After many people had already begun their holiday weekend, the Portland Bureau of Transportation chalked up a major legislative victory.
HB 2621, which will allow PBOT to operate fixed photo radar cameras on Portland’s deadliest major streets, passed the Oregon Senate on Friday afternoon by a vote of 17-12. The bill now heads to the desk of Governor Kate Brown for signing.
PBOT Director Leah Treat said via email today that she’s “very happy” the bill passed. “As the City is implementing Vision Zero,” she wrote, “automated speed enforcement should prove a critical tool in getting drivers to slow down.”
Friday’s vote capped a dizzying week of activity for the bill. On Monday morning it hadn’t even pass out of committee in the House.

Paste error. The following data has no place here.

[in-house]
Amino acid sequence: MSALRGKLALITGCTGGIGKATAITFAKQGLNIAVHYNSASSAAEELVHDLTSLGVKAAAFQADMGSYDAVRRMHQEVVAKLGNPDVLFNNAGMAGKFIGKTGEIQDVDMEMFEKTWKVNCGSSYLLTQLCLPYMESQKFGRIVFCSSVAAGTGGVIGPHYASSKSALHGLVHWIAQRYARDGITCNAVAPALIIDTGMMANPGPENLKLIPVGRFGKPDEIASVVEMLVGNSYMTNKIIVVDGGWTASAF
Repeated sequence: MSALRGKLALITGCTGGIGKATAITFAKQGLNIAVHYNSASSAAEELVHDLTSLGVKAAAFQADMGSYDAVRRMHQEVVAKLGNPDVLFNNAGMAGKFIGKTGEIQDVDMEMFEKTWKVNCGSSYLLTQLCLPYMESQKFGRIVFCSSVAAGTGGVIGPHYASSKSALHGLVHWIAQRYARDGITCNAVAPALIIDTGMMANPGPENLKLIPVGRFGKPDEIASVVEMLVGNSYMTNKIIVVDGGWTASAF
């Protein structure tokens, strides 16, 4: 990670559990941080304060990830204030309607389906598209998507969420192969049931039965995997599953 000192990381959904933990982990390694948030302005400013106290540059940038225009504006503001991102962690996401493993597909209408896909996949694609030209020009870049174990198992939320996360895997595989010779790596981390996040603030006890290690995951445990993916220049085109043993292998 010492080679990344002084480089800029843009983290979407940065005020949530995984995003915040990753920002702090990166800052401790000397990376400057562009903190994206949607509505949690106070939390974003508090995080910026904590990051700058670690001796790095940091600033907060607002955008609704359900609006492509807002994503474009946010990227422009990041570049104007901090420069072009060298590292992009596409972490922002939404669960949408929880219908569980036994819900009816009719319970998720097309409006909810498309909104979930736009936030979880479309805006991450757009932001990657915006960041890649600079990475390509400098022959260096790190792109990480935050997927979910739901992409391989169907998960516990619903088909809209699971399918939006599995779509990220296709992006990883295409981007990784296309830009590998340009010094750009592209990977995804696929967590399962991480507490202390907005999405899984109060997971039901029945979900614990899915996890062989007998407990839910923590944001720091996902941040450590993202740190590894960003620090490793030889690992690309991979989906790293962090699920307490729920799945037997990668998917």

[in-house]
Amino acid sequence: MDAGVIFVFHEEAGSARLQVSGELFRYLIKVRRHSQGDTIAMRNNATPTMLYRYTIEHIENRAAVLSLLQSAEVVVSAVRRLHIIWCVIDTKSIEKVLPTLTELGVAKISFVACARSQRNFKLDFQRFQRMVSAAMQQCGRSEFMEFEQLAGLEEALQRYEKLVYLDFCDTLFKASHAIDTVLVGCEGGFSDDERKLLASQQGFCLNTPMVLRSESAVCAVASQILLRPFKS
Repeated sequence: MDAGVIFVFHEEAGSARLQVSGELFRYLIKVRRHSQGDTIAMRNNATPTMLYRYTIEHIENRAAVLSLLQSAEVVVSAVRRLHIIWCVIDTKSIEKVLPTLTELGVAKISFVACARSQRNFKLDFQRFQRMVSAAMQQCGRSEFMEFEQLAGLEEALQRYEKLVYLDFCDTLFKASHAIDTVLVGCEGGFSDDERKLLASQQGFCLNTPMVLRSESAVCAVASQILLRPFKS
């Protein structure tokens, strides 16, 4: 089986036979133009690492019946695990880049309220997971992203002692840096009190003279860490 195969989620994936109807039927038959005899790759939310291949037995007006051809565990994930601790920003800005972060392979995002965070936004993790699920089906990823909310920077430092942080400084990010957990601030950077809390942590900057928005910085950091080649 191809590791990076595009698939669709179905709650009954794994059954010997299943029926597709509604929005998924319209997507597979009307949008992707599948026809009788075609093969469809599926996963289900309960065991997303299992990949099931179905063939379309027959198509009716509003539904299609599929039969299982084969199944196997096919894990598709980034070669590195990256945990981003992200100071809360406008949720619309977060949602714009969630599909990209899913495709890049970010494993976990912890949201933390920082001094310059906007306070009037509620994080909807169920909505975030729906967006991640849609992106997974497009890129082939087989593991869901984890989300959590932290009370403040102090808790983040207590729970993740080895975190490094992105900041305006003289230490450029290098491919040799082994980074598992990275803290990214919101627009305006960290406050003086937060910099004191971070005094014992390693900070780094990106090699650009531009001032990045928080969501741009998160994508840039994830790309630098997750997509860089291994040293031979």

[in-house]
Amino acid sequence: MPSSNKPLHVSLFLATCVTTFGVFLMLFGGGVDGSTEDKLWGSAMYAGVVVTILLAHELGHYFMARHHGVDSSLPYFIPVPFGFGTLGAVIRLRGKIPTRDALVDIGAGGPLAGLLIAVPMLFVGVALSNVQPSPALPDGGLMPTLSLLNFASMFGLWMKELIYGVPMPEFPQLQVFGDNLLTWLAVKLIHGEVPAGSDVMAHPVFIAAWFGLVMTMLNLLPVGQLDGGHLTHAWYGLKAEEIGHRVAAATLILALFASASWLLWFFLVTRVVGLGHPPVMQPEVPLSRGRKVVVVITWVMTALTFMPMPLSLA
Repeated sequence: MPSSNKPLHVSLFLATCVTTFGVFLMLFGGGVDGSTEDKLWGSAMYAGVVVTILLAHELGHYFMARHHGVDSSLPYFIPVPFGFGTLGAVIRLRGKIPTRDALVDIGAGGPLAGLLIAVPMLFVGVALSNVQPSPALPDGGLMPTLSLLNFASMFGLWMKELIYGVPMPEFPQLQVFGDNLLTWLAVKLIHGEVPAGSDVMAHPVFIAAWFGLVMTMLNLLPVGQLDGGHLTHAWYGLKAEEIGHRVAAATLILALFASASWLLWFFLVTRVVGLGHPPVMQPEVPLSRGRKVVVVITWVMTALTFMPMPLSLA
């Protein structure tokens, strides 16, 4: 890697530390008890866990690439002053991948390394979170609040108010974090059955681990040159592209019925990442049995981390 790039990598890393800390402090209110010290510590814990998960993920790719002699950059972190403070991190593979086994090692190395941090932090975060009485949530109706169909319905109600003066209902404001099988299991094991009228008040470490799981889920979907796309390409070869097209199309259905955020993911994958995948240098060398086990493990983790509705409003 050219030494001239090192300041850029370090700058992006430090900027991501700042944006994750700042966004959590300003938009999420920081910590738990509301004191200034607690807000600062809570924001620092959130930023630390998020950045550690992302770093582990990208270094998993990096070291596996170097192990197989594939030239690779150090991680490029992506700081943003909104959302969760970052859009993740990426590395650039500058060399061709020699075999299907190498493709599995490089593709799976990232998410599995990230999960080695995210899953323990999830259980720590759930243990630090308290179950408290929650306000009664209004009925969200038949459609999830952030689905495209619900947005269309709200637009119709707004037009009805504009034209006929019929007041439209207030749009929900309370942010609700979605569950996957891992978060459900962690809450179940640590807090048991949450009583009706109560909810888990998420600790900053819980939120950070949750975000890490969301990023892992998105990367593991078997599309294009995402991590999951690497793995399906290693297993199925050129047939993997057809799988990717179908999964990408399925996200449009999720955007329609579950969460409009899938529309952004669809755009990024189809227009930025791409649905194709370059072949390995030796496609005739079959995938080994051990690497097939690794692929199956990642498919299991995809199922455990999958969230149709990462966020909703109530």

The bill allows the City of Portland to install photo radar camera units (a pair of cameras, one for each direction) only on High Crash Corridors. Here’s how the bill defines them:
“urban high crash corridor” means a segment of highway that has an incidence rate of reported traffic crashes resulting in fatalities or serious injuries that is at least 25 percent higher than the rate for highways with the same speed limit or designated speed within the jurisdiction on average between January 1, 2006, and January 1, 2016, and for which the governing body of the city makes a finding that speeding has had a negative impact on traffic safety.